A new year is a great opportunity to reflect on how you've spent your past year.
What things you want to carry on to 2014, and what things you hope to leave behind.
I personally love New Year resolutions because of the hope and sense of redemption they carry--fine, you know you've failed in this, are weak in that, but hey, you get a chance to change that, and you feel hopeful that you can! A little reflection of sanctification; the joy of being enabled to change. :)
Talking about sanctification.
My new year resolutions usually fall into three categories: aspirations--
-- I want to fulfill dreams or 'do cool stuff'--
...master a magic trick, try pottery, be able to sing a Jay Chou song (my Chinese isn't even at that level yet, unfortunately)...
-- I want to develop better habits, a better lifestyle--
...join the 5 AM Club, call my grandparents regularly...
--and the spiritual:
I want to be a better reflection of Christ.
I gave my 2014 New Year 'spiritual life resolutions' some thought. This chapter of life, God so led me to conclude I needed to be more gracious. That was my first New Year Resolution. (there's a second too; but I'm saving that for now;)
Words are something we tend to overlook or discount, especially besides 'more serious' sins like selfishness, pride, sexual sin, covetousness, hatred, and the like.
"If anyone among you thinks he is religious and does not bridle his tongue, but deceives his own heart, this one's religion is useless." (James 1:26)
It's one thing to have a heart full of love for others, as Christ did (something most of us acknowledge we need, and must work on cultivating.) It's another thing for your words to reflect that as well. Of course, the heart is what really matters and all that; but the point was, upon reflection I could see there were many times when my words were unloving--even if my heart wasn't.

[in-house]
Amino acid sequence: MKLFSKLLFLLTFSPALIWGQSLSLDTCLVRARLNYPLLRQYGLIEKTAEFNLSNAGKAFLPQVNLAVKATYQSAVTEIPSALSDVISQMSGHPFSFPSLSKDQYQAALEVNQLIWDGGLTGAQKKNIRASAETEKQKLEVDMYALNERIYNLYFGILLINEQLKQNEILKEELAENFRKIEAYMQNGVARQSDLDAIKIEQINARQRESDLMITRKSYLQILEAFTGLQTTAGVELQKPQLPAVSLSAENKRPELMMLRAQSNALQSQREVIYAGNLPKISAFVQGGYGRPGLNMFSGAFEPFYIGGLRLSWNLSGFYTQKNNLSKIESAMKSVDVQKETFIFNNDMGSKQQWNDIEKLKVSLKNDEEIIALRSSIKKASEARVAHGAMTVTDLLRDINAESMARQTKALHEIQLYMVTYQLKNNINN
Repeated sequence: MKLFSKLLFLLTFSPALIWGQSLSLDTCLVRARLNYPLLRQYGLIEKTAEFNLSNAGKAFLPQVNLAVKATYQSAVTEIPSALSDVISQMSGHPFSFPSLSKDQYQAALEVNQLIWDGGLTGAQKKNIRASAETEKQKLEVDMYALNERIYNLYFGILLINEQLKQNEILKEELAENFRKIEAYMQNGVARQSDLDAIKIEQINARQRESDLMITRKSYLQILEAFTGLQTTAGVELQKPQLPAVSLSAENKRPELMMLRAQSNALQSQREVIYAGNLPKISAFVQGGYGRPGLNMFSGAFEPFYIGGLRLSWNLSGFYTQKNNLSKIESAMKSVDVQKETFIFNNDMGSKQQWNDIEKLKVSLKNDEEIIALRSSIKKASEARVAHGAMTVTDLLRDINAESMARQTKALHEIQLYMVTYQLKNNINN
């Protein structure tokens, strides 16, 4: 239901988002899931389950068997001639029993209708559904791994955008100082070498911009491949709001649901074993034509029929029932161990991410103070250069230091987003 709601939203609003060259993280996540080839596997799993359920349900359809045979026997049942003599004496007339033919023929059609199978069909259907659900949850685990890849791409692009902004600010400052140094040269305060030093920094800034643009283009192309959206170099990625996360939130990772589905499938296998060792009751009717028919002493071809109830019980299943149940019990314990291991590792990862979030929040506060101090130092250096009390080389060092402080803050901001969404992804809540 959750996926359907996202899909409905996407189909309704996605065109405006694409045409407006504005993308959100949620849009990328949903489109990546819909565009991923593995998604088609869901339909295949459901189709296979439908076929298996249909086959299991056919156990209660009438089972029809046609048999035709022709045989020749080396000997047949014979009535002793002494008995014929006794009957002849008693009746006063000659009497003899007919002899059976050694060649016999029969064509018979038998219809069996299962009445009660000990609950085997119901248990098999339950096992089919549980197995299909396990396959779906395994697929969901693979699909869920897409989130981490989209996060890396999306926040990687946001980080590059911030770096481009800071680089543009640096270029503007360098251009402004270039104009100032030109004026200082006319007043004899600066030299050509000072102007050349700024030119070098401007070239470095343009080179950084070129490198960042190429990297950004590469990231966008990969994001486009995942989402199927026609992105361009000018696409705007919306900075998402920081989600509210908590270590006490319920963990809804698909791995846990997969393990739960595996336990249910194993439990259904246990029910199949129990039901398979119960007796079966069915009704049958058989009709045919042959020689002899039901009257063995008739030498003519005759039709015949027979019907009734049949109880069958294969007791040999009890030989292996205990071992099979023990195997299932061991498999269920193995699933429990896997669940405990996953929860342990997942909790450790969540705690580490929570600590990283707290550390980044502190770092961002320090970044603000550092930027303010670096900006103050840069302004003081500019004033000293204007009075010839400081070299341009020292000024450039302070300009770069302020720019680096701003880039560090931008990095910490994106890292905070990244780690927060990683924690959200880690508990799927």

When I get impatient. When I'm tired or frustrated. When I'm annoyed or angry, of course. (especially when that stinging smart-mouth retort is just burning the tip of your tongue...)
When I'm trying to get things done and I feel that other people are slowing me down or getting in the way (as a go-getter, this is a big issue for me; my mom has reminded me of this many times. I have to struggle not to lapse into being--or coming across as--brusque, curt, or dismissive.)
And even when I'm joking.
Simply put, I couldn't picture Christ saying what I said. That disturbed me (as I'm sure it should.)
If I'm sure Christ wouldn't be sarcastic (I certainly hope and believe He wouldn't!), why should I be, since I profess to want to be like Him?
I've come to realize that seemingly harmless things like sarcasm and 'mean humor' (so popular now) aren't really all that harmless after all. Either they hurt others or they hurt you.
It isn't helpful for others, and it doesn't help me love them better.
Even if only in jest, it's an 'appearance of evil'--paraphrase: 'appearance of unlovingness/unkindness'. And we are to avoid all appearances of evil.
Oh, it's hard to give up; mainly because it seems such a small, silly thing that's good for generating some fun and laughter. Especially if you're good at coming up with clever comebacks.
And James 1:26 packs us a good wallop, a sharp reminder not to be foolish!
"If anyone among you thinks he is religious and does not bridle his tongue, but deceives his own heart, this one's religion is useless."
Wow. That's strong.
A religion that doesn't change you--doesn't make any difference in how you live your life, how you treat others, how you speak even--is useless.
Christ calls us to be His, in entirety.
Not just our hands and feet as we tend to simplify it--getting carried away by the more obvious external actions of serving/obeying God.
Our head, and heart as well--and tongue.
a small voice
Ci thinks some of God's greatest blessings to mankind are
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